Fighting back

Even the hint of an organizing effort in your business can send a chill down your spine. The thought of employees establishing a union in your company isn’t usually a pleasant one, but if the movement starts, there are things you can legally do to stop it.

“The employer has the right and the obligation to make its case as to why the employees don’t need an intermediary between employees and the employer,” says Larry Lorber, partner in the Washington, D.C., office of law firm Proskauer Rose. “The employer needs to make it clear that there is an open door, that the employees have access to management and that management is aware of their needs. The employer will also have to make decisions quickly and be flexible.”

What the employer can’t do is threaten. You can’t threaten that a union vote will close the business, and you can’t threaten your employees, which includes conducting surveillance of them.

The employer cannot taint the election process,” says Lorber. “If an employer says it doesn’t have the money to pay for increases and stay competitive, it is opening itself up to having its books checked. The business also cannot institute a pay increase during an election campaign. An election campaign effectively freezes the status quo.

“If you did implement a pay increase, you would have to show that the increase was preplanned.”

You have an advantage in that you have access to the employees on your jobsite; the union does not. You can call your employees together and make your pitch. The union is entitled to a list of the names and addresses of all your employees so it can contact them outside of work. It can also set up informational pickets outside the workplace, but cannot block entrances and use other tactics it might during a strike.

“The employer controls the four walls of the facility,” says Lorber. “They control who gets in, and that means they don’t have to let union organizers in.”

The parking lot is a gray area that the courts have gone back and forth on, but unions usually get access to this area. Employers with security cameras on these lots must make sure they are not using that information to determine who is taking information and who isn’t.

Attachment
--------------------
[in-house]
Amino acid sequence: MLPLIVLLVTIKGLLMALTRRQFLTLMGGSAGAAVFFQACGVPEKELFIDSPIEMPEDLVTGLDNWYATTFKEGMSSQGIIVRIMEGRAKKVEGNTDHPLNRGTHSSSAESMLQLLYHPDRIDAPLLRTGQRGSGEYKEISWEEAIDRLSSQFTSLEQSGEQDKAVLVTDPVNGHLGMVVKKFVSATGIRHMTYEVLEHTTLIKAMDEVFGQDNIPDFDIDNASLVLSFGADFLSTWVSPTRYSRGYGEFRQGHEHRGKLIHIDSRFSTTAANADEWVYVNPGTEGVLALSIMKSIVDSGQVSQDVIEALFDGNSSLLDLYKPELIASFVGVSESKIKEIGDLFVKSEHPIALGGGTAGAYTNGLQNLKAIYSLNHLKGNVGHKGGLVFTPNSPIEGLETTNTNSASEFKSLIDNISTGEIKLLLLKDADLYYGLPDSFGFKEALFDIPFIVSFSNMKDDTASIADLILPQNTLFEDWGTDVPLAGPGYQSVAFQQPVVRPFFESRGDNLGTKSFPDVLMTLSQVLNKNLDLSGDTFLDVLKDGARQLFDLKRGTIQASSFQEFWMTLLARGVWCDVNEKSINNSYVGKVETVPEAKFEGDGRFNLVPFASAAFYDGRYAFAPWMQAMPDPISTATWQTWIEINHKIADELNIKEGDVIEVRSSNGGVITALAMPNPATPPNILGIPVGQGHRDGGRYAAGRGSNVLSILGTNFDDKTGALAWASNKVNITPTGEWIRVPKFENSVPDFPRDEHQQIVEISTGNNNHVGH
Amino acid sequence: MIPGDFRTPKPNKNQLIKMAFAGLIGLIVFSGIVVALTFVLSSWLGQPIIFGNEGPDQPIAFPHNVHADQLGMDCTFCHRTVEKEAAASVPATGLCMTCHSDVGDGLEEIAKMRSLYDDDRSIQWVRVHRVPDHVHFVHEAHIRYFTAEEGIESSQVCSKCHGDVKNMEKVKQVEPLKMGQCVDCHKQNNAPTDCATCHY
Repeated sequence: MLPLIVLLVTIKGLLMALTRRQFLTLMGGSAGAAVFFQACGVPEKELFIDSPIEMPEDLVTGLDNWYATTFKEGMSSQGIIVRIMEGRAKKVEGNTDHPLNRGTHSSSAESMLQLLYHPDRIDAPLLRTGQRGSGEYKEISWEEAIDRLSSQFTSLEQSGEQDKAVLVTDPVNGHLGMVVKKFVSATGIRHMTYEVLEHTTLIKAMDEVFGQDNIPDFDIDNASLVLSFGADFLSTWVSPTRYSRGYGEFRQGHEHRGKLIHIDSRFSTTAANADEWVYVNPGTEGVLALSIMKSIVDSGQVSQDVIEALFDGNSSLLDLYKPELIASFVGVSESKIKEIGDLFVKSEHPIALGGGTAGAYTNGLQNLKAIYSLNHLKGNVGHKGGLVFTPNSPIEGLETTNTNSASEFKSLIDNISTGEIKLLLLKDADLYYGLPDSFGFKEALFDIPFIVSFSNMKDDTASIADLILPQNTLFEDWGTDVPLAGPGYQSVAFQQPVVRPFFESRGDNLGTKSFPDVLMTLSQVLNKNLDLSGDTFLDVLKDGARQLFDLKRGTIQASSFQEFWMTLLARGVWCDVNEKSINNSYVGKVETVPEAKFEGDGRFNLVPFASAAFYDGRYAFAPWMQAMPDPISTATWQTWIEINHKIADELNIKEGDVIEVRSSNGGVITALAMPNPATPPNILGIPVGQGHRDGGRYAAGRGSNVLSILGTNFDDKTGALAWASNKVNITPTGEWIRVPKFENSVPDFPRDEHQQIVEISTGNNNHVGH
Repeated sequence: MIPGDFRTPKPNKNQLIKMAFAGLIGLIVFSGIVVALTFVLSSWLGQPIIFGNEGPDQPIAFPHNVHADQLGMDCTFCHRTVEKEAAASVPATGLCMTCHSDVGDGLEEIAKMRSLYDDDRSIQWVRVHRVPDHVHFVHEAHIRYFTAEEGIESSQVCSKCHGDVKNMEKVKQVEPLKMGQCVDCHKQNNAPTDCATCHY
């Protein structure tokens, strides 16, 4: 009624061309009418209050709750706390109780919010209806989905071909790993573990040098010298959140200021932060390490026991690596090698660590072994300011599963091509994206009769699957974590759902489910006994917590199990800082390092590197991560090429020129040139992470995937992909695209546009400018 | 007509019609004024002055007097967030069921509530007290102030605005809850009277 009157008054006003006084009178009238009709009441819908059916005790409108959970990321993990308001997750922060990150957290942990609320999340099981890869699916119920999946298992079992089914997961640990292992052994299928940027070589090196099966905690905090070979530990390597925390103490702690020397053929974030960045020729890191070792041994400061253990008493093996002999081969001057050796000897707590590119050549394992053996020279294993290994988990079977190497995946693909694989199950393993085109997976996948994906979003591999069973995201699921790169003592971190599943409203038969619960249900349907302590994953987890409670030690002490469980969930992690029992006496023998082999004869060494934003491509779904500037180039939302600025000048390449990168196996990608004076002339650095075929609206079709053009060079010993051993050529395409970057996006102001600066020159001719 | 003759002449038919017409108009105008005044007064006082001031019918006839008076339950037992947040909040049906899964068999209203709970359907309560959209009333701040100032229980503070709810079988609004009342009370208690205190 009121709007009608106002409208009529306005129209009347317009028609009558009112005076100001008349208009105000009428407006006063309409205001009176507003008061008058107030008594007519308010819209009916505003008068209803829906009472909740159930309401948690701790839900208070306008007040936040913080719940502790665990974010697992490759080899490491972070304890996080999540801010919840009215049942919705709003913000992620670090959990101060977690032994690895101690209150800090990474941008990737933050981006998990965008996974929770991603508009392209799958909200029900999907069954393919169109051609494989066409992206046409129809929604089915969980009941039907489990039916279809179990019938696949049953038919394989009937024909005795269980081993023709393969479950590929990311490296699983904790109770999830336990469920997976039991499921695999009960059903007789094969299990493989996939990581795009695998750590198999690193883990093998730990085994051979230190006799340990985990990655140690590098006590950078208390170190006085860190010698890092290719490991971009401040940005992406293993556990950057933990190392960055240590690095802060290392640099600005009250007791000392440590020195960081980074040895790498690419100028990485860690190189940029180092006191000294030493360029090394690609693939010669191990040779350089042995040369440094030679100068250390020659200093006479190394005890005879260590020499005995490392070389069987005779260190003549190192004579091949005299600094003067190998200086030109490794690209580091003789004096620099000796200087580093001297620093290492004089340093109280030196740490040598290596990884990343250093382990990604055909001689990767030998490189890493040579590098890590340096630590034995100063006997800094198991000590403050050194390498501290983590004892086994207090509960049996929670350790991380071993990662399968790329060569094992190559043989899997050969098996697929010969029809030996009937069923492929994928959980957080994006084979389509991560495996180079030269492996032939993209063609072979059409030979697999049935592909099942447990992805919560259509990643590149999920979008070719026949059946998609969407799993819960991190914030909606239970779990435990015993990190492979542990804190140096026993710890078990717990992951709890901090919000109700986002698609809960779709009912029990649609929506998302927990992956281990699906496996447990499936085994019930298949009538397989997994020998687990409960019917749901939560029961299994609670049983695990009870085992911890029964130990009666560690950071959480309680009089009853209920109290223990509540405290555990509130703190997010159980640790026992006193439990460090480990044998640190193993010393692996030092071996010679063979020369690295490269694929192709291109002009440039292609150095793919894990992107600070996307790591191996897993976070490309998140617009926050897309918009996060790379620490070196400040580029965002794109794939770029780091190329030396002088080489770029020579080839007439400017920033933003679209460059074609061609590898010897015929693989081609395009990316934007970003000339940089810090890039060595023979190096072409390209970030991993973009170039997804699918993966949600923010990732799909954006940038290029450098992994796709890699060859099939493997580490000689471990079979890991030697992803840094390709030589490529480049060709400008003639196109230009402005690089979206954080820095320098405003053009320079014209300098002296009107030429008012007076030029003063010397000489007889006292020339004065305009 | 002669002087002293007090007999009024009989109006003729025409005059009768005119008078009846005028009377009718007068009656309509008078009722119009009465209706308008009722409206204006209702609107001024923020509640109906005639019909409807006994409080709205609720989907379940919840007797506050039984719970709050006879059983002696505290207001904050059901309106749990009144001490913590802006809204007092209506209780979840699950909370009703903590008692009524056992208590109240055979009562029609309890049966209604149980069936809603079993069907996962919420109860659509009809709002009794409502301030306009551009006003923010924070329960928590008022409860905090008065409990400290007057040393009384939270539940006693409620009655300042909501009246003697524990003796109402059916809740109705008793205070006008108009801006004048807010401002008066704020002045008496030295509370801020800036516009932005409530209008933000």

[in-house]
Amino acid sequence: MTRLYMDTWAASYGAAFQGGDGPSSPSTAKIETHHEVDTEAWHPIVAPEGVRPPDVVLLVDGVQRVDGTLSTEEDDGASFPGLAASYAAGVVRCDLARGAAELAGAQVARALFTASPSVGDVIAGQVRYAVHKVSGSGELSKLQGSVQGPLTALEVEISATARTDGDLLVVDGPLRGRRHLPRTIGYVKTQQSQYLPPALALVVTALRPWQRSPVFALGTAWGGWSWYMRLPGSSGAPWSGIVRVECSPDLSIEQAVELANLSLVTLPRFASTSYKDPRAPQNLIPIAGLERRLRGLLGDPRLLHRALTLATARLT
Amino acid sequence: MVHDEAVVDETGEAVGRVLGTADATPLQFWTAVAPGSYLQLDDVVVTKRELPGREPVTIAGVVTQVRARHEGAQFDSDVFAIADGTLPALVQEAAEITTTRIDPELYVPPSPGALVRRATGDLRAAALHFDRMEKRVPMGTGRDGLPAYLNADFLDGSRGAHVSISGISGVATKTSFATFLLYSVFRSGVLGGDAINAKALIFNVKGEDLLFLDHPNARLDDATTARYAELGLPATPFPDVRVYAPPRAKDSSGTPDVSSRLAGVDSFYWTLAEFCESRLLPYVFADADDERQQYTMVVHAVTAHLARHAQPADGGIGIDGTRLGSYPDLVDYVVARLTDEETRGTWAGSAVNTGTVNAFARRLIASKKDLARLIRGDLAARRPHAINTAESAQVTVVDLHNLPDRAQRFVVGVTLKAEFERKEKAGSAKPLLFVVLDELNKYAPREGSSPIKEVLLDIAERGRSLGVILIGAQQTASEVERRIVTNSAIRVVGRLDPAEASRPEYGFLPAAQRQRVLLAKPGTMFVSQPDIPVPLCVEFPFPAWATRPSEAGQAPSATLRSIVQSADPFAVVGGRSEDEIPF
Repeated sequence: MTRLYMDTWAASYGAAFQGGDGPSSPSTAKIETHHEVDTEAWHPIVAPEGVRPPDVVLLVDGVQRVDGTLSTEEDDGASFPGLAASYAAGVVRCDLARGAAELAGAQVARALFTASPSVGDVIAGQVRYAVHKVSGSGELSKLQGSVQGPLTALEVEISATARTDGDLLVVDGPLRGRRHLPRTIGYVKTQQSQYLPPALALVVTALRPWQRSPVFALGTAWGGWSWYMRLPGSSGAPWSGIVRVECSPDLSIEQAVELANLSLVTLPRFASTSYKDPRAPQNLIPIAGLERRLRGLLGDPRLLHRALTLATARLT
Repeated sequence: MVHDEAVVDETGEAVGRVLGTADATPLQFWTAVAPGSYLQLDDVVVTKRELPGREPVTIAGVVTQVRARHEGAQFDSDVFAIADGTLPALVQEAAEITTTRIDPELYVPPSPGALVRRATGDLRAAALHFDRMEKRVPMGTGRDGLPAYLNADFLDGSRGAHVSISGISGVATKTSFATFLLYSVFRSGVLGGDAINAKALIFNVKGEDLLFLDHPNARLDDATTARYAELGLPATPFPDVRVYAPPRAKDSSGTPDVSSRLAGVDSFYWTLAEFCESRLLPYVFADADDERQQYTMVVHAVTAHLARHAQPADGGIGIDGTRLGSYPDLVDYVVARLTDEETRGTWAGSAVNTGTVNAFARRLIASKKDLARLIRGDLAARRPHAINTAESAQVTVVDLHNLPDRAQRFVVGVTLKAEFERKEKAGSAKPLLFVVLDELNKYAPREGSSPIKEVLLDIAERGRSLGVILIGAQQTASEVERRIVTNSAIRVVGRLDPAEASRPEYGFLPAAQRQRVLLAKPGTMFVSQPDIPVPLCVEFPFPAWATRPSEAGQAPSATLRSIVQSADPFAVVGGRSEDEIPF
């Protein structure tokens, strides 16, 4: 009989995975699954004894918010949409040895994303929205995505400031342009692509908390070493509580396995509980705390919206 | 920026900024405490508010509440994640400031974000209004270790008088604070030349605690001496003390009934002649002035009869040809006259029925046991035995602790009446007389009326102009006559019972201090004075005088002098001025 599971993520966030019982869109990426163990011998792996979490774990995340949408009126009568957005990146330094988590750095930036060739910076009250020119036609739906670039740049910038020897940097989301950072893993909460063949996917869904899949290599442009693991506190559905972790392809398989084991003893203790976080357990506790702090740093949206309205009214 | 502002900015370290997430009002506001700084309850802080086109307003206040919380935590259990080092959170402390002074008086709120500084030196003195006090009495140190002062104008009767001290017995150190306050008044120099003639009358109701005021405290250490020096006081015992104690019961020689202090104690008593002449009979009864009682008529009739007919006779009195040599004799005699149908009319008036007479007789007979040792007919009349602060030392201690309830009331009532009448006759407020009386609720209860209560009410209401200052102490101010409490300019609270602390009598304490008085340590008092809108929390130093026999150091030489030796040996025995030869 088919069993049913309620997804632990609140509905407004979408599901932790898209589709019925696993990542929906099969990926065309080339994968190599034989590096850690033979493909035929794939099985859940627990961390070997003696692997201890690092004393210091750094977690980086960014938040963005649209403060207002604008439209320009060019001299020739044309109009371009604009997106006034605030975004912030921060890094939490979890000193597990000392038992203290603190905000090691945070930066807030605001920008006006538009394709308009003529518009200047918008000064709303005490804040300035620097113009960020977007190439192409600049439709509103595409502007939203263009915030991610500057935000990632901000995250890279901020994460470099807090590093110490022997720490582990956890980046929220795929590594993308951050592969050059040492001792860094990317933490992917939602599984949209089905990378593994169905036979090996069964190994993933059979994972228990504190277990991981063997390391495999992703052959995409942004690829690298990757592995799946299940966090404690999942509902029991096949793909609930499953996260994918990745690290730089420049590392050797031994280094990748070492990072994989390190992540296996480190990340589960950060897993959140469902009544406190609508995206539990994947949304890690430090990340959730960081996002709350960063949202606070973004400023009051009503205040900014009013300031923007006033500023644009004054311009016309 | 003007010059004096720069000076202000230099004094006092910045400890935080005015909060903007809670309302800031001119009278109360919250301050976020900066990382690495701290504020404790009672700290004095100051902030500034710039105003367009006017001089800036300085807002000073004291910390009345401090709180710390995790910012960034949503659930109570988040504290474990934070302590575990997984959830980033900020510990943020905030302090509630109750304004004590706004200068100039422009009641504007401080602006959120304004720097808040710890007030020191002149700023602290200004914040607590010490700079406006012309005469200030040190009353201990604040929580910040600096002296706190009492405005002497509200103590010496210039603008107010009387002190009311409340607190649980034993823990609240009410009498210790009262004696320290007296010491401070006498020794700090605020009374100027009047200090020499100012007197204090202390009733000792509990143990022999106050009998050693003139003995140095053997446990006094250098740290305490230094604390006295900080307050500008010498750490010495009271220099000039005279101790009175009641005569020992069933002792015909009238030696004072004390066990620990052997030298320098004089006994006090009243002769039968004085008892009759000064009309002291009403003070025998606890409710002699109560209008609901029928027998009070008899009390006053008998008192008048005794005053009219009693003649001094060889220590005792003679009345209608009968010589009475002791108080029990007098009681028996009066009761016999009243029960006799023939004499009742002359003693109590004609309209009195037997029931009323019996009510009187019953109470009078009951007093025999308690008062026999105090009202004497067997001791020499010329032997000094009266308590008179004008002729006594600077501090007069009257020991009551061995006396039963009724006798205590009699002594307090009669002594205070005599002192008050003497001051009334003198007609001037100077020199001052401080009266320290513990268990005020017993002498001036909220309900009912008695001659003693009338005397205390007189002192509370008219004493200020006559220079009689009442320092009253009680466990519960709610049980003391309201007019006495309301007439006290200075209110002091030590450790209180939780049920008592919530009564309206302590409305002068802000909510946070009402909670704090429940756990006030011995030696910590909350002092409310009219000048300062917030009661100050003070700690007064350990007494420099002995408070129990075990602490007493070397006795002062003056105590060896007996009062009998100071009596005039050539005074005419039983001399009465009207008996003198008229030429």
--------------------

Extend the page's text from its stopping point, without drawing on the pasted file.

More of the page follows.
Employees also cannot put up posters or other pro-union information, but can wear buttons to show their support.

“Organizing is a protected activity, but employees don’t have the right to leave their job to organize,” says Lorber, who served as Deputy Assistant Secretary of Labor under President Ford. “They can’t have rallies in the workplace. Organizers have no right not to do their jobs. They are not being paid to organize.”

A union will issue cards for employees to sign that signify their interest in organizing. All it needs is 30 percent of employees in favor to trigger an election, but unions usually won’t bother unless they’re sure they have 50 percent or more. Elections cost too much time and money to bother with less than that.

If they lose, they don’t get another chance for one year.

“If the union doesn’t think it has a fighting chance, it will not file the petition,” says Lorber.

Once the cards are filed, there is a hearing to determine who should be represented by the union and who shouldn’t. All the union needs is a majority of any unit to get everyone in that unit.

Six to 10 weeks after the filing, an election is conducted by the National Labor Relations Board. A representative from both the union and the employer will identify voters and issue any challenges. Eligible voters are determined by the employee roster at the time of the filing — even if some of those employees have left the company in the meantime.

The votes are counted immediately.

“Eventually the election will be certified,” says Lorber. “If the union wins, the employer will now have to negotiate the first contract. This can take an incredibly long time, and there is no guarantee the process will work itself to a conclusion.”

After a year, the same rules apply to decertify the union. A 30 percent show of interest for decertification is enough to trigger another election.

“The rules for these processes are technical,” says Lorber. “What you don’t want to do as an employer is cross the line, even if you won the election. If you commit an unfair labor practice, then a new election will be held. You will also have to post notice that you violated the law.

“The rules are such that an employer should be guided by professional advice. The law changes fairly frequently, and it’s important that an employer be advised of what the current state of the law is.

“Whatever you do, don’t wait until the petition is filed before reacting,” says Lorber. “If you wait that long, you’re dead.”